Application to nursing practice:

  • Providing safe and competent care while handling patients with multiple chronic illnesses and fast-paced changes in the health care field

6. Professionalism

Application to nursing practice:

  • Upholding professional integrity
  • Maintaining professional licensure
  • Promoting public trust in the profession

In addition, the American Association of Colleges of Nursing (AACN) defines specific skills as essential to creating and sustaining positive health care environments, and these skills align with the ANA’s list of soft skills. The AACN’s skilled communicator corresponds with the ANA’s effective communicator; meaningful recognition aligns with enthusiasm and a positive attitude; true collaboration means teamwork and networking; effective decision-making encompasses problem-solving and critical thinking, and authentic leadership is represented by professionalism and integrity.

A professional health care provider should always strive to refine their understanding of these soft skills in nursing and how to employ them in a clinical, academic, or office setting.

Soft Skills for Nurse Educators

Nurse educators must be prepared to teach soft skills through words, actions, and examples. While keeping hard skills (including skills in pharmacology, care plans, and clinical rotations) at the forefront of education, educators must remember the importance of EI and soft skills.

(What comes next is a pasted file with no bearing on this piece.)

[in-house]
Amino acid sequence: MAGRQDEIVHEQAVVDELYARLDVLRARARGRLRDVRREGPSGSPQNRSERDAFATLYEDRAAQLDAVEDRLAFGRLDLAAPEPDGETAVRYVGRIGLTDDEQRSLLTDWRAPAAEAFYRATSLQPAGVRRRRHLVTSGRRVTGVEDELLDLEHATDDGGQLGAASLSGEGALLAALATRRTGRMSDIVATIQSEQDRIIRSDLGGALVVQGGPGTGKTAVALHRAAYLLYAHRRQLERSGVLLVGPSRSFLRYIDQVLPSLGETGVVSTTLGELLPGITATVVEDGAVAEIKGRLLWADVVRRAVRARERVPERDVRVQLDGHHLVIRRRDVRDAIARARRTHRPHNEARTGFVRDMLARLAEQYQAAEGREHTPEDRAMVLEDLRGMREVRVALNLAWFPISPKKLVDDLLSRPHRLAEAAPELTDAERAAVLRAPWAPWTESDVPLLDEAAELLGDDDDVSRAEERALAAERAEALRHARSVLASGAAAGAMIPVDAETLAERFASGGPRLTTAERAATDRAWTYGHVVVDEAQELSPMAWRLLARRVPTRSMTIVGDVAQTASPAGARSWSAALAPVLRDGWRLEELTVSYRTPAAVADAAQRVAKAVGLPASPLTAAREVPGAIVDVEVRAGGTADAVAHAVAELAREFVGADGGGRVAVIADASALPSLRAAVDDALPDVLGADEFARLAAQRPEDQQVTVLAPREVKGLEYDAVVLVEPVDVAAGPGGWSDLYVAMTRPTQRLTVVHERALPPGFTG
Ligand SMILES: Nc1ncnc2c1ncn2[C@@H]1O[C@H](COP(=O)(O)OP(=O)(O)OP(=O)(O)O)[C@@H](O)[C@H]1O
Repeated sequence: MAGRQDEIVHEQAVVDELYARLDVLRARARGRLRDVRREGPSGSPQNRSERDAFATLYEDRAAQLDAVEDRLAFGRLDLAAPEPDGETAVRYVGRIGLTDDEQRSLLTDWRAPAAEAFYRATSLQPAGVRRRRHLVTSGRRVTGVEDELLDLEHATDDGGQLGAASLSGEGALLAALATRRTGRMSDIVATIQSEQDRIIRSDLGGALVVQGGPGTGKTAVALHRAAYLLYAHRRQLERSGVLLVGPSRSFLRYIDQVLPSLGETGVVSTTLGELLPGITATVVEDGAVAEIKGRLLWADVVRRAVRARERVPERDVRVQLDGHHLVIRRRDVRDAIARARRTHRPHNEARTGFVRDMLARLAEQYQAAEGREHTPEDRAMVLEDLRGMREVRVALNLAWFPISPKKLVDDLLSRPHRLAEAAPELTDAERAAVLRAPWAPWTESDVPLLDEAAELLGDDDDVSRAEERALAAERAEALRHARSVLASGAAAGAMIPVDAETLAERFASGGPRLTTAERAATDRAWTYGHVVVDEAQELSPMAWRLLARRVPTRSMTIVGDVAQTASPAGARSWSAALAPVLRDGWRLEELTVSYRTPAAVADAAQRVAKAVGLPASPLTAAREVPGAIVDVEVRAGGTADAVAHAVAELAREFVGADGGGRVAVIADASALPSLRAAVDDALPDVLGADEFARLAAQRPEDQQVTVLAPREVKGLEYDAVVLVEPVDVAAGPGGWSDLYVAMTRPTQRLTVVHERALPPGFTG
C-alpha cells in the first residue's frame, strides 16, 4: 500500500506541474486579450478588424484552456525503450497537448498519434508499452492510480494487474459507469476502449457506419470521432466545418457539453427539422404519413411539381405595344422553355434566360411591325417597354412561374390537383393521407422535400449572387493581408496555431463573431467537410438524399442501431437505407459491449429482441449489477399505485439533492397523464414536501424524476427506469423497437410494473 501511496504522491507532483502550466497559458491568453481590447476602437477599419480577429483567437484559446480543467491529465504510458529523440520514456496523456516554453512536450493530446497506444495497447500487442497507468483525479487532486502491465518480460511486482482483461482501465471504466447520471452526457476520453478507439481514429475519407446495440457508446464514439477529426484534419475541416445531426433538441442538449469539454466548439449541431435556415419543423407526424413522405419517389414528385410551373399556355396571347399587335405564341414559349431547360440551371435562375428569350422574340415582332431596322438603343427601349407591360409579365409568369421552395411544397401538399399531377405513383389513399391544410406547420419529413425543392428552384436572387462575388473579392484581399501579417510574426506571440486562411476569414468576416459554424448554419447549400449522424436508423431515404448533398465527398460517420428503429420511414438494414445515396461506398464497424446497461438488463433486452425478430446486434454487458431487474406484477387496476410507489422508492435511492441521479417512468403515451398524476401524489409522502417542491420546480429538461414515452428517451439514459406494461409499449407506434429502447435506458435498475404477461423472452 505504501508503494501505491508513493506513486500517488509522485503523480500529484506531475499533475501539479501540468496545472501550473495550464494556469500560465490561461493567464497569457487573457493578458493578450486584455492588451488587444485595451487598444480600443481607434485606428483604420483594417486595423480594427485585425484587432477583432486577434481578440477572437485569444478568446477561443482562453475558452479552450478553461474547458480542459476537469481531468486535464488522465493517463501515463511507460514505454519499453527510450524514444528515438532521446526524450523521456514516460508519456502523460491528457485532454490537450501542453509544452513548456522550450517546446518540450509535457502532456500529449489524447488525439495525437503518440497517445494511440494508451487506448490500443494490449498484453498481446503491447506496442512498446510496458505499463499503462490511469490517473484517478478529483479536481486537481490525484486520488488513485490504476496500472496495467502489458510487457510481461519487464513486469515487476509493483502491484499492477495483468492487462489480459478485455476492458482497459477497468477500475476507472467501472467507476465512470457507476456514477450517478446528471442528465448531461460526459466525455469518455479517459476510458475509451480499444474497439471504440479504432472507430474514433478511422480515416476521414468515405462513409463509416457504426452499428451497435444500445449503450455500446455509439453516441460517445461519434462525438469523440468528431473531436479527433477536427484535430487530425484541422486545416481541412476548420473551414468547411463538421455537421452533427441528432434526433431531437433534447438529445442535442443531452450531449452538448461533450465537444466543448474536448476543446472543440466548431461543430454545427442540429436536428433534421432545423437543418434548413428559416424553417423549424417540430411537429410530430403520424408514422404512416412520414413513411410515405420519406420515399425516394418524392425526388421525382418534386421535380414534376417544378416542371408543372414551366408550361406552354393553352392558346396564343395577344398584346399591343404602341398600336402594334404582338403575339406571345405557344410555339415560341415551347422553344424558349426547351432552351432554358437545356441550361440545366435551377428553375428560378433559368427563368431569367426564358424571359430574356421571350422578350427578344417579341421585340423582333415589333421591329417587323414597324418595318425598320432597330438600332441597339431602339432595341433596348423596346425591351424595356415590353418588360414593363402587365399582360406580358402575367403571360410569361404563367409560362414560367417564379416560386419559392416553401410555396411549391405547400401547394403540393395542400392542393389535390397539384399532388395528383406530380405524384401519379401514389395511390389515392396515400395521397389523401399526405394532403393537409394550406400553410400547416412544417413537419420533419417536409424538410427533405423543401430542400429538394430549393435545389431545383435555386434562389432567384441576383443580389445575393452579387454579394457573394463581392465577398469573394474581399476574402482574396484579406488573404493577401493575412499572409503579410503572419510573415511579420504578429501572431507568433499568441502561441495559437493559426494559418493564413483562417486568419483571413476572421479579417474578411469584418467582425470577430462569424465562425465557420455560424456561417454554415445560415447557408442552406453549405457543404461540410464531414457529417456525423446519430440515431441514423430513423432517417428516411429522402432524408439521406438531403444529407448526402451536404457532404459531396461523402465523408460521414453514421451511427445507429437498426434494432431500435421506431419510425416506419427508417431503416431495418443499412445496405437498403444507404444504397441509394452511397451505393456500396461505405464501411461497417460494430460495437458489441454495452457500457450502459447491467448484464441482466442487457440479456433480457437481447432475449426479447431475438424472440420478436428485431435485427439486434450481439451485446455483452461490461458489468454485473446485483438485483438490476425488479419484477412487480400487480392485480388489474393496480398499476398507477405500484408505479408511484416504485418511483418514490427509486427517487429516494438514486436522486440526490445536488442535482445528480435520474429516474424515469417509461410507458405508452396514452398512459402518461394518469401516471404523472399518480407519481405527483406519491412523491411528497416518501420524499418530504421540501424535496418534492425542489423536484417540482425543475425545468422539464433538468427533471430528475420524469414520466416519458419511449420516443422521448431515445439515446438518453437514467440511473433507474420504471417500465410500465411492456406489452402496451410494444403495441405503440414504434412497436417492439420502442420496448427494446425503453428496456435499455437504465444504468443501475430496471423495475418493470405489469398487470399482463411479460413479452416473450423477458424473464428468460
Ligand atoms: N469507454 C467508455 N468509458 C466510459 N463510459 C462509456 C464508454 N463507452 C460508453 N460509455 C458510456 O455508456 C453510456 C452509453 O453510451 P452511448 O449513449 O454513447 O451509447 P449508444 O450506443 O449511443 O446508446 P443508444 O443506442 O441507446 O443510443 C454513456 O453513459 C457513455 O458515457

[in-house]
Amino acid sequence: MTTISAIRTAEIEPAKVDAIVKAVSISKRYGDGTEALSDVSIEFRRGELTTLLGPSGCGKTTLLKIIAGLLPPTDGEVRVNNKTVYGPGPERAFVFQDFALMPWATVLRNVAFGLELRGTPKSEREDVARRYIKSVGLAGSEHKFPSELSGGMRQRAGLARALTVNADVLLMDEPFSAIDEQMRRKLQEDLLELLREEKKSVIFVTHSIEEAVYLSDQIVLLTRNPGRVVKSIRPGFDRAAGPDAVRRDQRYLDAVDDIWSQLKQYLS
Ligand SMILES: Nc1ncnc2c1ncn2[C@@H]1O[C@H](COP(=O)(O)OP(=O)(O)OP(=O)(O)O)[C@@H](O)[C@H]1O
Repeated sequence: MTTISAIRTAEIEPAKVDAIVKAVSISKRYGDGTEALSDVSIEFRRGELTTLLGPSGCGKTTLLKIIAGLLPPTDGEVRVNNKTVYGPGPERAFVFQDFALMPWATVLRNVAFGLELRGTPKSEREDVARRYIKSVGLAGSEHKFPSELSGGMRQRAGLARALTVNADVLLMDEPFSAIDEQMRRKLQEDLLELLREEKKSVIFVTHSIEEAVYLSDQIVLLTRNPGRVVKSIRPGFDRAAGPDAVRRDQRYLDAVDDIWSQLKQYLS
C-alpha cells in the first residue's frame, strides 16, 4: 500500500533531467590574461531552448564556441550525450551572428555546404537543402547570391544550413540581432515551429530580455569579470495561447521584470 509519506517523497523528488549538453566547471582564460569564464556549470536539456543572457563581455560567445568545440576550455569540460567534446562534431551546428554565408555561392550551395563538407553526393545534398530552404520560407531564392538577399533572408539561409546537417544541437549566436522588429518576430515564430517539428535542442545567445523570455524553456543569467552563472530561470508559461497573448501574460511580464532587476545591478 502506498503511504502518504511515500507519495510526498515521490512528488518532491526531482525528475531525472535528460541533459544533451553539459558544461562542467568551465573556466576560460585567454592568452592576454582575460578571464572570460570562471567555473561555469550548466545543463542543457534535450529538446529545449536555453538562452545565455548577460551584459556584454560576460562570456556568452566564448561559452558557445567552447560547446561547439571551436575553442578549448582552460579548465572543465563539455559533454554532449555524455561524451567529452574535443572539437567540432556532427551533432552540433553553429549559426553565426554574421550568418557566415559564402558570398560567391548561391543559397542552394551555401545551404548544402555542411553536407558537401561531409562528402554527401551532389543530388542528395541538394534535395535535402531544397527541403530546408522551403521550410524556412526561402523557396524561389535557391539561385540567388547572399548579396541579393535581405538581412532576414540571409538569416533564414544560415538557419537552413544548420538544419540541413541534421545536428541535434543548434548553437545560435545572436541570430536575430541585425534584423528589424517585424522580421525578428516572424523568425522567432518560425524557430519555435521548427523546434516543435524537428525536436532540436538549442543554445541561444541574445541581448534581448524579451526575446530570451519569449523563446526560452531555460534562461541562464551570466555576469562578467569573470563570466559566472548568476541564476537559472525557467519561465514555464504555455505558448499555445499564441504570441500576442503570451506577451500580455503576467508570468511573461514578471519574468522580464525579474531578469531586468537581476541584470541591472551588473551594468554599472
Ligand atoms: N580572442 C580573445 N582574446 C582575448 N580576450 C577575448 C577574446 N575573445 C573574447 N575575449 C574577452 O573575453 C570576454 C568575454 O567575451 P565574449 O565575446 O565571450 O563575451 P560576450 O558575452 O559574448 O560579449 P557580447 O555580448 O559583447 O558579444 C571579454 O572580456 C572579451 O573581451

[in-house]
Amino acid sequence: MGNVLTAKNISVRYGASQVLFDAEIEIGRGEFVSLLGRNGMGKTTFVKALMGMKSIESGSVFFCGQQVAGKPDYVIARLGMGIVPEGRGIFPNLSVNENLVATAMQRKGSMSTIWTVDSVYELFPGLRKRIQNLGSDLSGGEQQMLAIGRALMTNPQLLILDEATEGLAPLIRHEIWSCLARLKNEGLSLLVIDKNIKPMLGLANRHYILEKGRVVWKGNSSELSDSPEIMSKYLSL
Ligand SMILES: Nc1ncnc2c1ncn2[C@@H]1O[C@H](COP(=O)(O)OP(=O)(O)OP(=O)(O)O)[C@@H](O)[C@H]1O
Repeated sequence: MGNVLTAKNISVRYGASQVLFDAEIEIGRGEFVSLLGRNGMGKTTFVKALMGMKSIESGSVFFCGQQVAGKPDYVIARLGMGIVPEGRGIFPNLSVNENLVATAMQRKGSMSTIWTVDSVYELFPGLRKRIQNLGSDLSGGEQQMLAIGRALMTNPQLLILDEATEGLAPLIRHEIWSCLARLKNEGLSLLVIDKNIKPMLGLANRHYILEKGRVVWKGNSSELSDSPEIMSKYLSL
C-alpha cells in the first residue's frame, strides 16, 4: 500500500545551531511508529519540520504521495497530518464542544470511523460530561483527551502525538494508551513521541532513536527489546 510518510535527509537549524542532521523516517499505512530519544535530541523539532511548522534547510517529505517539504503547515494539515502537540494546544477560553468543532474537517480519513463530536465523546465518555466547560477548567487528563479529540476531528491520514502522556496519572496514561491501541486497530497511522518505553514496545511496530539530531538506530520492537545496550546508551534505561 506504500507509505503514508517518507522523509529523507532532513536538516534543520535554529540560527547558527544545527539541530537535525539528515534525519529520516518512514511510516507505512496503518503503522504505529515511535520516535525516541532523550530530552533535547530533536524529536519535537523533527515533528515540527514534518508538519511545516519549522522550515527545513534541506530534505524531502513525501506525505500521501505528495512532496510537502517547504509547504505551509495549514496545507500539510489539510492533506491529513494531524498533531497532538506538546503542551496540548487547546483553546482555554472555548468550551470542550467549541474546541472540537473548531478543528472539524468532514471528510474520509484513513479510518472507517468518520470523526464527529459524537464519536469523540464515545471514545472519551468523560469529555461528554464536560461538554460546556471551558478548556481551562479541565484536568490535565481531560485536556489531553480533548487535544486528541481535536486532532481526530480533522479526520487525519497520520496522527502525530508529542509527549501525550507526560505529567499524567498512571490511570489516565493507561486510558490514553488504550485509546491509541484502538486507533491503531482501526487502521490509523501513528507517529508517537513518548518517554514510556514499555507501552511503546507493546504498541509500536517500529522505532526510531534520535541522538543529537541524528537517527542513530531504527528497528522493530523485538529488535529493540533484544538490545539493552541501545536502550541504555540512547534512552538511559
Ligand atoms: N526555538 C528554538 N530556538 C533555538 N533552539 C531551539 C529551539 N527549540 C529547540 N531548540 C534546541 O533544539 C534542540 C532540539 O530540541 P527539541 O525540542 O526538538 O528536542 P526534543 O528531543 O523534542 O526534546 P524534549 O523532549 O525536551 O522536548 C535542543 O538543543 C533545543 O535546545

These skills are crucial to fostering safe care environments and collaborative health care teams. Nurse educators should rely on their own soft skills to help new nurses develop theirs: being approachable, including adjusting facial expressions and body language to show openness; practicing active listening, to hear nurses’ concerns; and welcoming collaboration, to share information and responsibility.

When nurse educators provide a supportive learning experience for novice nurses, they foster a positive environment that can contribute to high-quality patient care and can help minimize nurse burnout and increase retention.

Advance Your Post-Master’s Nursing Education

Nurses interested in leadership roles must consider the concepts behind EI and nursing soft skills, and how they relate to health care. Duquesne University’s School of Nursing provides a concentrated educational experience that encompasses hard and soft skills. Our post-master’s nursing certificates provide opportunities to specialize as an adult-gerontology acute care nurse practitioner, family nurse practitioner, or psychiatric-mental health nurse practitioner, or to develop expertise in executive nurse leadership and health care management, forensic nursing, or the nurse education and faculty role.

With coursework that prepares students for certification examinations, Duquesne’s online post-master’s certificate program can open doors of opportunity for nurses who are ready for a new challenge. Decide which post-master’s certificate is right for you and take a step toward your future.

Recommended Reading

Nine Leadership Qualities in Nursing

How to Become a Chief Nursing Officer

LGBTQ Health Disparities and How Nurses Can Help


American Nurse, “Fostering Soft Skills Is a Must for Nurse Leaders”

Elsevier, “The Importance of ‘Soft’ Skills in Nursing & Healthcare Professions”

Health Leaders, “Soft Skills that Deliver Hard Results”

HealthStream, “The Importance of Soft Skills in Healthcare”

Indeed, “5 Must-Have Skills For Your Nursing Resume”

U.S. Department of Labor Office of Disability Employment Policy, “Soft Skills to Pay the Bills”

Wolters Kluwer, “Fostering Soft Skills Among New Nurses”